What Two Decades of First-Mover Advantage Have Taught Me



Something that has always blown me away is people’s aversion to trying something new and be the first mover in a space. I’m not talking about shifting your entire marketing budget into Snapchat tomorrow, I’m talking about looking at something new, and at least learning how it works. There is disproportionate value in being the first to move into a new space. I have almost 20 years of experience proving this, and I want to talk about it.


Email marketing:

I literally built my first business, Wine Library, on email marketing. In 1996, with a 400,000-person email list, my open rates were in the high eighties. Now they’re closer to twenty percent. I picked up that disproportionate advantage by being there when nobody else was. What happened? Marketers ruin everything. The “platform” became saturated with people selling stuff.

In the mean time, I did the same thing with banner ads, Google AdWords, YouTube, and Twitter, but let’s fast forward to now.



The platform is new, it’s still a novelty, and it’s allowing me to reach thousands of people in real time. 72 hours after Meerkat came out I did my first #AskGaryVee stream, and it worked in a big way. That allowed me to instantly hit the top of the leaderboard, effectively becoming a “featured user” and pick up tons more followers. Now? Not so much. Now people like Madonna and Jimmy Fallon have picked up on Meerkat, and I’m nowhere near the top, but those first crucial weeks allowed me to absolutely takeoff on the platform, and secured me a sizable audience that I still have to this day.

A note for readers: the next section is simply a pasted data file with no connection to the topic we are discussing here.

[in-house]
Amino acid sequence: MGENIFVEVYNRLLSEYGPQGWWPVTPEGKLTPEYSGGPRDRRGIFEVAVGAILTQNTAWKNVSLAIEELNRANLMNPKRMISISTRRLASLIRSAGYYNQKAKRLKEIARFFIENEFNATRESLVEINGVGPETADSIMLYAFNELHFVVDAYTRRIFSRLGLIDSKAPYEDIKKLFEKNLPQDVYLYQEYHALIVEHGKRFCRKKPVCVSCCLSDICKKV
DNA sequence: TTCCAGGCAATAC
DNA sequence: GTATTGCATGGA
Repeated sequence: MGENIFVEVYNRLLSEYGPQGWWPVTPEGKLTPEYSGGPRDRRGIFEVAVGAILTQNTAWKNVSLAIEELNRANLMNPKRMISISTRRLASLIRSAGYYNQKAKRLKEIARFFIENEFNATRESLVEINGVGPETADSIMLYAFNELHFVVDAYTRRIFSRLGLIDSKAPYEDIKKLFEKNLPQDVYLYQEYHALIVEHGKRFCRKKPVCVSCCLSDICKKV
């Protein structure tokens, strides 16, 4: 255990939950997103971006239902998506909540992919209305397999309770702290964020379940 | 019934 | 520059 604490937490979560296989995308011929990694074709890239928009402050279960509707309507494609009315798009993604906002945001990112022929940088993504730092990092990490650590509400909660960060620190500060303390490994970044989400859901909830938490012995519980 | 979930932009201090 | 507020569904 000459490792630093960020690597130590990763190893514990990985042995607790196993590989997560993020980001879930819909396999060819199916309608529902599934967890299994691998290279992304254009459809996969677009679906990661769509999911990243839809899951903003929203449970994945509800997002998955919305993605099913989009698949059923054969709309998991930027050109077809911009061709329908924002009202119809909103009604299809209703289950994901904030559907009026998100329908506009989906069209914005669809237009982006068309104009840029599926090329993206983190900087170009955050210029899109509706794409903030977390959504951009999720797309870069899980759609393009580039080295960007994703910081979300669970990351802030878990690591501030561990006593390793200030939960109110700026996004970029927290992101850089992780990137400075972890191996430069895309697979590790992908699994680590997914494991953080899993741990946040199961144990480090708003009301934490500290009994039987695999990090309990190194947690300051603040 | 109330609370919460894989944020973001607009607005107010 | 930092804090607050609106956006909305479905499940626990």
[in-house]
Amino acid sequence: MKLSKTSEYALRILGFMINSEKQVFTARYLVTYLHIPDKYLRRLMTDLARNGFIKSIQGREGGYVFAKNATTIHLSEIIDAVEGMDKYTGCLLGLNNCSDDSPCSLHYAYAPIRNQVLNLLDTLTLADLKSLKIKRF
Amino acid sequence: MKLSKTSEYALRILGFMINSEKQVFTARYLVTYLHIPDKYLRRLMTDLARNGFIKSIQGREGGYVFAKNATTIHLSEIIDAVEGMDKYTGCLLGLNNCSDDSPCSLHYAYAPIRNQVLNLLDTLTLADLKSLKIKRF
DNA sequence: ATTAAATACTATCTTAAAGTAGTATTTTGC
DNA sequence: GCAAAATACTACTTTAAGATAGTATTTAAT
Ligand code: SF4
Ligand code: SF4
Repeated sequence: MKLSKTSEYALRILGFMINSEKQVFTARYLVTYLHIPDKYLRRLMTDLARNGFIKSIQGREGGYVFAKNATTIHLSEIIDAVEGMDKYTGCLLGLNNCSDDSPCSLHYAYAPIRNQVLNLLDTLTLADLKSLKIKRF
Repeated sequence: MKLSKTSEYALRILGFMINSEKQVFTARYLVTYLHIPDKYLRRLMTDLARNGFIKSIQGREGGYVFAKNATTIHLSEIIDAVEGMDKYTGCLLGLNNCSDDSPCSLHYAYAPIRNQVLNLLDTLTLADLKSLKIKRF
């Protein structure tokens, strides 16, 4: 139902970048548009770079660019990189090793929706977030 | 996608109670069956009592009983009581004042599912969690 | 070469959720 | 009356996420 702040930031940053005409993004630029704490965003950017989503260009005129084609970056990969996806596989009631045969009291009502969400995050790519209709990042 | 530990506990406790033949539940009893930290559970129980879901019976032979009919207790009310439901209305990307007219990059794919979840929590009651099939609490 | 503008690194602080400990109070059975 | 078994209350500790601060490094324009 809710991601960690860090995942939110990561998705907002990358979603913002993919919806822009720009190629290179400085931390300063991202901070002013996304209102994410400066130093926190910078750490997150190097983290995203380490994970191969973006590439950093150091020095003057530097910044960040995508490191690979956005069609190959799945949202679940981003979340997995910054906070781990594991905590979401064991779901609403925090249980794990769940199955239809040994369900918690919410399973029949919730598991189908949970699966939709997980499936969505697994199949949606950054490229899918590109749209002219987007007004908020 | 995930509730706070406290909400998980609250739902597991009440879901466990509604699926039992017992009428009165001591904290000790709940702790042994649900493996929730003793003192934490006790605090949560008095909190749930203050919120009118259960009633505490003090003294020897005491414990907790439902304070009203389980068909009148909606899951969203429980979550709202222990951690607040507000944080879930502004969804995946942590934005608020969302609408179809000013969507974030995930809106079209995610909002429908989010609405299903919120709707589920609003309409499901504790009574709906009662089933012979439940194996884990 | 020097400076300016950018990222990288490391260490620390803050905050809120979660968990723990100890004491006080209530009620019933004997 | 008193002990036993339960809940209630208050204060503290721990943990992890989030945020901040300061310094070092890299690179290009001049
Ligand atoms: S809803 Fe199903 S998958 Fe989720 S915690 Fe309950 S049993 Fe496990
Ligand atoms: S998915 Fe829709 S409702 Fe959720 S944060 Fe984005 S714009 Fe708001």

All of this is great, but I’m intensely aware of the fact that in a few months or years, when Meerkat, or something like it, ends up “winning” and becomes an incumbent platform, I may have more followers than I do now, but I guarantee that I will have less engagement. Madonna music videos will make way for commercials for diapers, and marketers will ruin another platform.

So the upside is pretty clear, but all anybody seems to care about is the downside. “I don’t want to put my time or money into Snapchat. What if it doesn’t blow up? What if it fails? What if it’s like MySpace?”

Want to know what’s actually risky? Not jumping in and trying it out. What’s risky is adopting the kind of attitude that only ever plays defense. Be active, take risks, and if a platform doesn’t pan out, you still learned a ton of stuff including how to figure out a new product quickly, which will pay dividends as you jump into the next one.



Reprinted by permission.

Image credit: CC by Nitin G

About the author: Gary Vaynerchuk

Gary Vaynerchuk is the CEO and founder of Vaynermedia, one of the world’s fastest growing digital agencies. He’s also a serial entrepreneur, 3-time New York Times Bestselling Author, partner at venture capital fund VaynerRSE, and was named to both Crain’s and Fortune’s 40 Under 40 lists.
For more by entrepreneur Gary Vaynerchuk, check out his new book #AskGaryVee: One Entrepreneur’s Take on Leadership, Social Media, & Self-Awareness and visit GaryVaynerchuk.com.

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